Special Circulation

Portal Systems

A portal system is a special type of circulation that incorporates two capillary beds. Normally, blood passes from the heart through arteries to a single capillary bed and then back to the heart through veins. In a portal system, blood first travels to one capillary bed and then to a second capillary bed before entering the venous system. The two capillary beds are connected by a portal vein (Figure SF-1).

          Two important portal systems are found in the body: The hepatic portal system and the hypophyseal portal system. These portal systems are described in the chapters on the endocrine system (hypophyseal portal) and digestive system (hepatic portal). The hepatic portal system is shown in Figure SF-2.

Fetal Circulation

Blood circulation in the fetus is very different than in the newborn or adult (Figure SF-3).  Before birth, the fetus in the womb does not breath air, but instead obtains oxygen from the mother’s blood via the placenta.  Indeed, the lungs of the fetus are collapsed and will not inflate until birth. As a result, the pulmonary circuit in the fetus is nearly completely shut down. Two detours redirect the blood in the fetus away from the pulmonary circuit.  First, a hole called the foramen ovale penetrates the wall separating the left and right atria.  As a consequence, blood returning from the systemic circuit and collecting in the right atrium can flow freely into the left atrium.  From there, the blood enters the left ventricle and enters again into the systemic circuit.  Second, a small artery called the ductus arteriosus connects the pulmonary trunk to the aorta.  As a result, blood pumped from the right ventricle enters the aorta (and the systemic circuit) rather than the pulmonary circuit.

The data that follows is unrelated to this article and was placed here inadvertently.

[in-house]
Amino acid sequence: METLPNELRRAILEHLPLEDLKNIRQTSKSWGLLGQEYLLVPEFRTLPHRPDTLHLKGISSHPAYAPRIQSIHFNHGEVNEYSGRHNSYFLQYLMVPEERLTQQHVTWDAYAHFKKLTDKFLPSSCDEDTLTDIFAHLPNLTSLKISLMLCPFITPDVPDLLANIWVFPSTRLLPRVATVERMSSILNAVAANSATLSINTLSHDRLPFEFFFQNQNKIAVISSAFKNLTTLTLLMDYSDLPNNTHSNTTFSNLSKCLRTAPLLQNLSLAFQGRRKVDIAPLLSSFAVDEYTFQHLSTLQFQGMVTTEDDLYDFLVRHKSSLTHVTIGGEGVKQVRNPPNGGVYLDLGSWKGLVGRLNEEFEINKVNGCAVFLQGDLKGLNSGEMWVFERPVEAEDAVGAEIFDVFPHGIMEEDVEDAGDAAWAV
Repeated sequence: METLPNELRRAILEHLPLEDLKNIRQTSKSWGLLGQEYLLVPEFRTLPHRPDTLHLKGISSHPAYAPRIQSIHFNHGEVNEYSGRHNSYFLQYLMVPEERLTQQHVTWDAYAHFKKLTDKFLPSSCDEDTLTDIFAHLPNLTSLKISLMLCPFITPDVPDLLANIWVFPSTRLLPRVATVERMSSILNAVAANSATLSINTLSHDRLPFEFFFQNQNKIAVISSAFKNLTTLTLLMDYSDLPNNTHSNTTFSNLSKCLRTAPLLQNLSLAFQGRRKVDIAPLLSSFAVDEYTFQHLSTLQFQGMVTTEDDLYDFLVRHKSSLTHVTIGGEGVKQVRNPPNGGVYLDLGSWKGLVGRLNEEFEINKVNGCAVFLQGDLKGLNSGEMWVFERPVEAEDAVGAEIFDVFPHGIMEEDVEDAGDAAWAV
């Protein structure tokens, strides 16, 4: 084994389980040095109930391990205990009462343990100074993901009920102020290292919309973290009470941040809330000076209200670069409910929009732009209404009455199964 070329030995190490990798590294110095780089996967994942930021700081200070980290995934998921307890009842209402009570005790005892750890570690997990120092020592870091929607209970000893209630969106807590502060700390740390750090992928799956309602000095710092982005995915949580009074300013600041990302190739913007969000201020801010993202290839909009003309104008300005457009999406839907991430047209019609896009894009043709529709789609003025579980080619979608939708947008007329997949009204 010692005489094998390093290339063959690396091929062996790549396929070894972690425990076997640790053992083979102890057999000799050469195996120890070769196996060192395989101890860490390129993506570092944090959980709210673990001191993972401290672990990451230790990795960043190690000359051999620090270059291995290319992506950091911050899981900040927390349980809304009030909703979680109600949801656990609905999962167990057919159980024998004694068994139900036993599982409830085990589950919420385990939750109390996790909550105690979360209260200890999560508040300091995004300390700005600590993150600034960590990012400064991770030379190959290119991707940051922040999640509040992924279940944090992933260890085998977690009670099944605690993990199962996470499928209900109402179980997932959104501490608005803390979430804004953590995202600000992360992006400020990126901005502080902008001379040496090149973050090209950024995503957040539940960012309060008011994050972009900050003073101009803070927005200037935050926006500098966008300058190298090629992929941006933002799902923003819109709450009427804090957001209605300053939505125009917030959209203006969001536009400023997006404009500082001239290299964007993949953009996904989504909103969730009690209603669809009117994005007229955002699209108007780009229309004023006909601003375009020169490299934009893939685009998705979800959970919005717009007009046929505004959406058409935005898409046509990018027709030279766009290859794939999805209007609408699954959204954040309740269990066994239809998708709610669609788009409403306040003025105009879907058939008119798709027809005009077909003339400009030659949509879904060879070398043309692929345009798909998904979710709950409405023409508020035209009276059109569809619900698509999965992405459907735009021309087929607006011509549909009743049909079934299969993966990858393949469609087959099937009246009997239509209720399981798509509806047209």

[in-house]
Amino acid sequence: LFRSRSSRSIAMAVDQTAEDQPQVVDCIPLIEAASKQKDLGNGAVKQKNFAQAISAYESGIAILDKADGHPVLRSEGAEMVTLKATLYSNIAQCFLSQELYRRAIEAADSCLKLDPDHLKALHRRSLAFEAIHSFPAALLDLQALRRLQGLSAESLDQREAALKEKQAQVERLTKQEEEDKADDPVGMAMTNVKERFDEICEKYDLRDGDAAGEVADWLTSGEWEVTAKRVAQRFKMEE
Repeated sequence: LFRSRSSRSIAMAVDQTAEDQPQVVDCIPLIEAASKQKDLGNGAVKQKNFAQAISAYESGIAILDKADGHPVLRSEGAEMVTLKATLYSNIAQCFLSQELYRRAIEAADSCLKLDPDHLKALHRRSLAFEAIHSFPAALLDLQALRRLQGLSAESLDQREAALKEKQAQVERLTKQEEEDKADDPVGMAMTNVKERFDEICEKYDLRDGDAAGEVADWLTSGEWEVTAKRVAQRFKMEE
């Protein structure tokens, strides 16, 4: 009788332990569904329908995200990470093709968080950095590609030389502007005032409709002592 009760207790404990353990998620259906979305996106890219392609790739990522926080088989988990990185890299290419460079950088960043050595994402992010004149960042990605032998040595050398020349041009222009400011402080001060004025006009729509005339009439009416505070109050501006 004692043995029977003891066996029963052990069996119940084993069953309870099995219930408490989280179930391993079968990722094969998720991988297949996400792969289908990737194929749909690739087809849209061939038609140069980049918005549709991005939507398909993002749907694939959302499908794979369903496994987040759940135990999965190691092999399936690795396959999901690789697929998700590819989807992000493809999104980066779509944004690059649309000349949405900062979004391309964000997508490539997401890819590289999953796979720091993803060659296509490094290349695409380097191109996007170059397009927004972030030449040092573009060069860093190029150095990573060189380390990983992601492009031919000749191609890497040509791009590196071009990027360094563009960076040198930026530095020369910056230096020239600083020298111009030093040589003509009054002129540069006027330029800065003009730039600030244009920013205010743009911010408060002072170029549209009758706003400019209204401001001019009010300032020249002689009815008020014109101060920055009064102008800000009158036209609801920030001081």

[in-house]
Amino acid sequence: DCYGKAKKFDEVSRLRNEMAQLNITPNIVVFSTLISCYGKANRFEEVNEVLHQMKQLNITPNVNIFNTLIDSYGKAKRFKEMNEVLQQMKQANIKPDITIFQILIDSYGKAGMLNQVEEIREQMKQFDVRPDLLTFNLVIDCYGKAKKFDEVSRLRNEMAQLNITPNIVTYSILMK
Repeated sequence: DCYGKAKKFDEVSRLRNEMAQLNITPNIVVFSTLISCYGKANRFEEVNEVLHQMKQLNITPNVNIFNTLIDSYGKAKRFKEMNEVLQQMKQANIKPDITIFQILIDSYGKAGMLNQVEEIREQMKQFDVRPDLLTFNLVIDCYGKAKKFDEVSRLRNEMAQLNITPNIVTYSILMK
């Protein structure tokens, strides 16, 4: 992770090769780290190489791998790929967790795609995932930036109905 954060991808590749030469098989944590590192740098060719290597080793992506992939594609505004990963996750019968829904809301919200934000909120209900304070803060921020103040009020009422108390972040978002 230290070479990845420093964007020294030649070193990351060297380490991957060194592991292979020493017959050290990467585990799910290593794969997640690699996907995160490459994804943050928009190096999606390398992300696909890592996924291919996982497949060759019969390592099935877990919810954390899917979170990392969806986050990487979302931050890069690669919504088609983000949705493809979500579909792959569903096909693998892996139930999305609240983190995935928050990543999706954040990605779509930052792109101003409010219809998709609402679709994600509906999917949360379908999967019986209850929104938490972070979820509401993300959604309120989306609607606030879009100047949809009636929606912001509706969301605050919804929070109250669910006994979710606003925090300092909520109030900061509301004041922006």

Immediately upon birth a newborn must inflate his lungs and obtain oxygen on his own. Thus, the pulmonary circuit must quickly become functional. After taking his first breath, pressure changes will cause the foramen ovale to close. Over the next few days the ductus arteriosus begins to shrivel. A thin connective tissue “scar” called the ligamentum arteriosum is all that remains of this artery in the adult.  Likewise, a thin membranous remnant of the foramen ovale called the fossa ovalis is usually present in adults.

          Without the lungs, how does the baby receive oxygen in the womb? The baby draws oxygen from the mother's blood. At the placenta, capillary exchange of oxygen moves the gas from the mother’s blood to the baby’s blood. One large umbilical vein conveys the oxygenated blood to the baby's inferior vena cava, where it again enters systemic circulation. Two small arteries carry deoxygented blood from the common iliac arteries through the umbilical cord back to the placenta. 

© 2020 xatomy